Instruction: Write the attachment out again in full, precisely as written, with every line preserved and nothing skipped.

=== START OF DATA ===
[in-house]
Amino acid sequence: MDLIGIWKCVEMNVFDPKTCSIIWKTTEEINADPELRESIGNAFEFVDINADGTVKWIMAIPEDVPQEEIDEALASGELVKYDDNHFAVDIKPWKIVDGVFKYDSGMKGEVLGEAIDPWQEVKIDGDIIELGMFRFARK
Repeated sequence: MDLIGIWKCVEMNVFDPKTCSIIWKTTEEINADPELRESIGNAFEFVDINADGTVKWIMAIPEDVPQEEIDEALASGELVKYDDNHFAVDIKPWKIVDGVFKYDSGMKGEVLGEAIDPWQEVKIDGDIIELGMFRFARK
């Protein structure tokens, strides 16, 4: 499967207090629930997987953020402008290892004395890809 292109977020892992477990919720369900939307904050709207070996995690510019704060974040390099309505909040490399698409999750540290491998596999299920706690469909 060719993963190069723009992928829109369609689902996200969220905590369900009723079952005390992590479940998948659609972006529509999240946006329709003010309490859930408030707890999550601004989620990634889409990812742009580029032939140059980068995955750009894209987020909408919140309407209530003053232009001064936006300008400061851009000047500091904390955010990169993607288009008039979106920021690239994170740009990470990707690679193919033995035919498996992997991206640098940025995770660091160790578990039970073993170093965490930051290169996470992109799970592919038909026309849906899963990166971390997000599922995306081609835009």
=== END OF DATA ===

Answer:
[in-house]
Amino acid sequence: MDLIGIWKCVEMNVFDPKTCSIIWKTTEEINADPELRESIGNAFEFVDINADGTVKWIMAIPEDVPQEEIDEALASGELVKYDDNHFAVDIKPWKIVDGVFKYDSGMKGEVLGEAIDPWQEVKIDGDIIELGMFRFARK
Repeated sequence: MDLIGIWKCVEMNVFDPKTCSIIWKTTEEINADPELRESIGNAFEFVDINADGTVKWIMAIPEDVPQEEIDEALASGELVKYDDNHFAVDIKPWKIVDGVFKYDSGMKGEVLGEAIDPWQEVKIDGDIIELGMFRFARK
């Protein structure tokens, strides 16, 4: 499967207090629930997987953020402008290892004395890809 292109977020892992477990919720369900939307904050709207070996995690510019704060974040390099309505909040490399698409999750540290491998596999299920706690469909 060719993963190069723009992928829109369609689902996200969220905590369900009723079952005390992590479940998948659609972006529509999240946006329709003010309490859930408030707890999550601004989620990634889409990812742009580029032939140059980068995955750009894209987020909408919140309407209530003053232009001064936006300008400061851009000047500091904390955010990169993607288009008039979106920021690239994170740009990470990707690679193919033995035919498996992997991206640098940025995770660091160790578990039970073993170093965490930051290169996470992109799970592919038909026309849906899963990166971390997000599922995306081609835009």